When will we need this stuff?


It’s the question that teachers dread.  And it deserves an answer.

One legitimate opportunity to question comes when teaching HTML programming.  If you are fortunate enough to have a copy of Dreamweaver (Ministry of Education licensed in Ontario) or FrontPage or KompoZer or any of the other popular choices, it’s a really good question.  After all, you can work in a WYSIWYG environment and post directly to the web.  None of this

stuff.  Of course, the real answer lies in the ability to fine-tune edit when you’re out a pixel here or there or some other serious tweaking is necessary.  How about a nice chance for a little visual experimentation?

As I’m writing this, I’m trying to avoid that dancing show – but more importantly, I’ve always wanted to try and find some sort of educational activity with the Mozilla created Hackasaurus website.  Hackasaurus comes with a powerful set of “Web X-Ray Goggles” that lets you look behind the code on your favourite website and remix the content.  And, of course, in order to do it  you need to know your HTML!

So, you fire up Mozilla Firefox and head to the Hackasaurus website.  There’s a bookmark to be dragged to your Bookmarks toolbar.  Clicking on it activates the tool for the current page.  As you move your mouse over the page, an element is highlighted.  Pressing “R” on the keyboard gives you the opportunity to “remix” the page by editing that element.

Now to try it out.  I’m sure that designers at the Bing project put a lot of time and effort into their design.  But, now that I have this tool, I can remix and make it mine!

Isn’t this better?

How did I do it?

I activated the bookmark as described above and started to mouse over things.  “Web” becomes “Internets”; “Images” becomes “Pics” and so on.  Pressing the “R” key pops up the element on the webpage and you do your editing.  It’s the same thing for the image element.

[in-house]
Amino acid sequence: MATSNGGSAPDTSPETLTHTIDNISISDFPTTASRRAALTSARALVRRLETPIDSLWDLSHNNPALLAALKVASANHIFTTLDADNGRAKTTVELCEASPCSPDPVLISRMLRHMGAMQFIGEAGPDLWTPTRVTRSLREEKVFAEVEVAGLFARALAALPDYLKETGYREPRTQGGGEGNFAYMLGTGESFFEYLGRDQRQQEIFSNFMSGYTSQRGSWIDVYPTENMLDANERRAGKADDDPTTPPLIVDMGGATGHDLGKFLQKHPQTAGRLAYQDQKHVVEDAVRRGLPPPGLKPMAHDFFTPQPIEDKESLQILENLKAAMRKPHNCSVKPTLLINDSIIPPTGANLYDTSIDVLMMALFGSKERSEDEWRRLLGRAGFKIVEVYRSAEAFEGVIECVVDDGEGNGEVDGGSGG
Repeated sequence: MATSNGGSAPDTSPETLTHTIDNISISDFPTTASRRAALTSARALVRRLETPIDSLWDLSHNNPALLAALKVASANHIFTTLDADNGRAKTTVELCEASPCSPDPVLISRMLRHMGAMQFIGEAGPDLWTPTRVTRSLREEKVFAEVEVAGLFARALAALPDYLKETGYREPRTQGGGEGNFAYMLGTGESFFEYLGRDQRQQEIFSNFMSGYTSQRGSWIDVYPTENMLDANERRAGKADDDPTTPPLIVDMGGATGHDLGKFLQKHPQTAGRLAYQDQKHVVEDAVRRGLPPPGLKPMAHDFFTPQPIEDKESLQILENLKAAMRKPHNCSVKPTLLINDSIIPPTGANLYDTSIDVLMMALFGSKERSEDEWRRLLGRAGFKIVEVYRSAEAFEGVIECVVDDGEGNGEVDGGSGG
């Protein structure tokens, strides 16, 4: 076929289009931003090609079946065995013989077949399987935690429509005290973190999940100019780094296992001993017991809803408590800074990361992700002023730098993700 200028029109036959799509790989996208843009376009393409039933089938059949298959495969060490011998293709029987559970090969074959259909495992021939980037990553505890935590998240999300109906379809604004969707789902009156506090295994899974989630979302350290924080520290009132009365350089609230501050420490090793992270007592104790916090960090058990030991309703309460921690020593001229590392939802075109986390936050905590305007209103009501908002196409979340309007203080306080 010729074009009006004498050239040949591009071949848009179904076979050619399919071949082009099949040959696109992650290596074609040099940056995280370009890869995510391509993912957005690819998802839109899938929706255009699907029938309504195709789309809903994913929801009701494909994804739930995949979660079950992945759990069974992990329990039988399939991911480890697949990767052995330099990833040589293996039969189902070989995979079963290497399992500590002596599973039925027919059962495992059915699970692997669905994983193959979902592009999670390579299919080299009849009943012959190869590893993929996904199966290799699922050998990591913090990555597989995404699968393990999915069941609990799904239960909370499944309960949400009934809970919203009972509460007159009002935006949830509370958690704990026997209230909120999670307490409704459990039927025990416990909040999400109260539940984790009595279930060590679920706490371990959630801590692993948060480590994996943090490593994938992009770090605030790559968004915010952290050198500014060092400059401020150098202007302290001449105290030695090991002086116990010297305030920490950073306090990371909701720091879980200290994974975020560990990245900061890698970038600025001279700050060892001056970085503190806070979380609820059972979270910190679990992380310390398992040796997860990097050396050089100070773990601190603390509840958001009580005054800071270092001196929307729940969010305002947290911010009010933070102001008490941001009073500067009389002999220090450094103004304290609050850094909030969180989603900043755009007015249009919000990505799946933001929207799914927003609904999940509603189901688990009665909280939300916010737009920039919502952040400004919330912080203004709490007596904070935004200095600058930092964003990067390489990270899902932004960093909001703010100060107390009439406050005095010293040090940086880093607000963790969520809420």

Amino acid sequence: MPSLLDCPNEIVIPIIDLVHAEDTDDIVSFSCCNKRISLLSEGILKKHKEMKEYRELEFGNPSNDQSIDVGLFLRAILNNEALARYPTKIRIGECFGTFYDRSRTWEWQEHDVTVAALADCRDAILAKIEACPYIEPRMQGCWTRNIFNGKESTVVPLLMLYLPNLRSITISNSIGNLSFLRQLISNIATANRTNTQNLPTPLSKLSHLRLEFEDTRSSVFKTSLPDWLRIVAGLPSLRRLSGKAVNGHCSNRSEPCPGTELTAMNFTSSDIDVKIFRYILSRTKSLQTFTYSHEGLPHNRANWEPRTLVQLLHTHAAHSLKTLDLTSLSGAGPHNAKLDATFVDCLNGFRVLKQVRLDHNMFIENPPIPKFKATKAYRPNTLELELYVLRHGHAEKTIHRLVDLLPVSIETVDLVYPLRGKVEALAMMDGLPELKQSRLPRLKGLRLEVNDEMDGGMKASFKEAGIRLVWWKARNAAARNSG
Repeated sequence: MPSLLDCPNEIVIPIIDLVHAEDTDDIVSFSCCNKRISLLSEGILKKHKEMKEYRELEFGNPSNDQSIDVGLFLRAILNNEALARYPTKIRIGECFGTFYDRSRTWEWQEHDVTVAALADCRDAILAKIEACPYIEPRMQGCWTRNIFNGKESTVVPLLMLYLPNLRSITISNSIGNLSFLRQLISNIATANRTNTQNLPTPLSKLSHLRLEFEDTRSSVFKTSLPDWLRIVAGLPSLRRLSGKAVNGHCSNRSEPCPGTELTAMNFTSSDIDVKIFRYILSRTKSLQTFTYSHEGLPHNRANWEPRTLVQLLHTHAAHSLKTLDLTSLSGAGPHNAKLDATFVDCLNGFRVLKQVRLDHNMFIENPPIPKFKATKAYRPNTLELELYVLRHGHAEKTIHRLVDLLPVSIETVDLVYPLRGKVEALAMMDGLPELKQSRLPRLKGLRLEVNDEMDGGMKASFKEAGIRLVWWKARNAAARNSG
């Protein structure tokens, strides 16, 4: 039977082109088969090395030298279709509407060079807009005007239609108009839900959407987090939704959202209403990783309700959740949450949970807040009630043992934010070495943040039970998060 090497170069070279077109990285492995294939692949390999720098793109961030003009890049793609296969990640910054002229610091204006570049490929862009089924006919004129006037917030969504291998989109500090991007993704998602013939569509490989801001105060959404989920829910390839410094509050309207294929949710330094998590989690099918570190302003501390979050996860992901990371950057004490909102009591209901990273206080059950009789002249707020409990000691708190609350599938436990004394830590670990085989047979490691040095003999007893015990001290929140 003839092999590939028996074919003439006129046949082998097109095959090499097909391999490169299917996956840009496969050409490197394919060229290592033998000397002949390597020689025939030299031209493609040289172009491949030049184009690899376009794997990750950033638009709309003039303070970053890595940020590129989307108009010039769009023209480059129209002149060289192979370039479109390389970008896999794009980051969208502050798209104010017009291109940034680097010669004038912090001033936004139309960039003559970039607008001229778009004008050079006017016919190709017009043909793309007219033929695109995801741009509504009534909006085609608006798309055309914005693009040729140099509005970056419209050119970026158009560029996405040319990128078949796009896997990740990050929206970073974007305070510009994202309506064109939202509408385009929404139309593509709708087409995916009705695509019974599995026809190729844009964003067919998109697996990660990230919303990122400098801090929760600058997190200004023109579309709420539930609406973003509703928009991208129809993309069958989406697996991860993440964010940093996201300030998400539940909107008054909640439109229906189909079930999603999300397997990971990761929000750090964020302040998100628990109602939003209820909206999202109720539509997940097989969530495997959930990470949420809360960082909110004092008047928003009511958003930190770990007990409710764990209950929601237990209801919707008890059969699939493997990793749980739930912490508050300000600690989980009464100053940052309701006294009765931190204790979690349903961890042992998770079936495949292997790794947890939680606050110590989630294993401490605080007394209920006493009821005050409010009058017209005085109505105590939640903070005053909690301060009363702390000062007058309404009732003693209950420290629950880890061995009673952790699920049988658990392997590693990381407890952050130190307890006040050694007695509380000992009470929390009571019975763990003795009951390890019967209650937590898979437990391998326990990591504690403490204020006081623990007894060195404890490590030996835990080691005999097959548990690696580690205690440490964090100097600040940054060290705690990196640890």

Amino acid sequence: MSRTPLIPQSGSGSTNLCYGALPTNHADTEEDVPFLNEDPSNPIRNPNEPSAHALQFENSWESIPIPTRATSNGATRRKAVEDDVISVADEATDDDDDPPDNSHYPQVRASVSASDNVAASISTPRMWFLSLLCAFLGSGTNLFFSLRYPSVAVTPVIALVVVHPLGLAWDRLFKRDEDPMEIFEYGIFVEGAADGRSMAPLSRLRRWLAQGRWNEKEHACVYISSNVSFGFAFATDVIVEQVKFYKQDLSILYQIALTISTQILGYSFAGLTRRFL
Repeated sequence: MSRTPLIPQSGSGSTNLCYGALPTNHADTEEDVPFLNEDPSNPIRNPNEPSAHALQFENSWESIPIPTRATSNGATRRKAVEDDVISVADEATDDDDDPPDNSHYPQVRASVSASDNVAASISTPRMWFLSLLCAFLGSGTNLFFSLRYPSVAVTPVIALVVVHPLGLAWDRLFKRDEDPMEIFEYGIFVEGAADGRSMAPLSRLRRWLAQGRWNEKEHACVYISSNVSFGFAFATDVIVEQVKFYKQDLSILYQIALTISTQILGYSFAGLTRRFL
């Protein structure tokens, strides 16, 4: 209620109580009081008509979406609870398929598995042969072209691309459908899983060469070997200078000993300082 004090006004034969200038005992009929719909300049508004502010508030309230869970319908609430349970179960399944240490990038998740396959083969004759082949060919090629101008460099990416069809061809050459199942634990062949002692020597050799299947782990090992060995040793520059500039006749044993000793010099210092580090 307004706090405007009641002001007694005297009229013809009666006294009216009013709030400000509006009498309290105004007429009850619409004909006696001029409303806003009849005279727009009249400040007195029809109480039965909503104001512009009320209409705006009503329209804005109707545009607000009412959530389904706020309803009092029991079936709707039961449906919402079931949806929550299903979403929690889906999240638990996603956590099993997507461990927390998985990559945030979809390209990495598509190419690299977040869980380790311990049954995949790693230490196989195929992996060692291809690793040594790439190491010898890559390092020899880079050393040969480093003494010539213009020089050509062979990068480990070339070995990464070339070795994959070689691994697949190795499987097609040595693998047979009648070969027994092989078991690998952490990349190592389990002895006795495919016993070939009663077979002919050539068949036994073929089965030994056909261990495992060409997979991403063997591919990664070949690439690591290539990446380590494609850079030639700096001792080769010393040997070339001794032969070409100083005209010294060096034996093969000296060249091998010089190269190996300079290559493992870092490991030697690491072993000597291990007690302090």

When I press the “R” key over the original image, I’m presented with the current code…

We can see exactly how this element was created but more importantly, we can substitute the code for any changes that we’d like to see such as…

Hackasaurus calls this the “Pretty” look.  To see how it would look if you were editing the webpage in Notepad or some other text editor, we can switch to a not-so-pretty representation.

Not only can we change the source of the image, but we can edit some of the other style attributes.  To the right, a preview of the final results is always available.

The “I” key links to the web so that you can read more about the element that you’re working with and the “T” lets you copy and paste a piece of code into your own webpage.  That’s a way to incorporate the best of the web into your own offerings.  Of course, credit needs to be given.

The more that I play with this, the more that I like it for what it’s worth.  Sure, you can (and certainly I have done this) do a view source and look at the code on a page or save it and then bring it into your webpage editor and play around with it there.  There’s just something motivating about remixing the real live web as it happens.

While you’re at it, the value of the HTML that lies behind the page becomes so apparent.  Hopefully, it will cut back on the question “When will we need this stuff?”

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links for 2011-09-20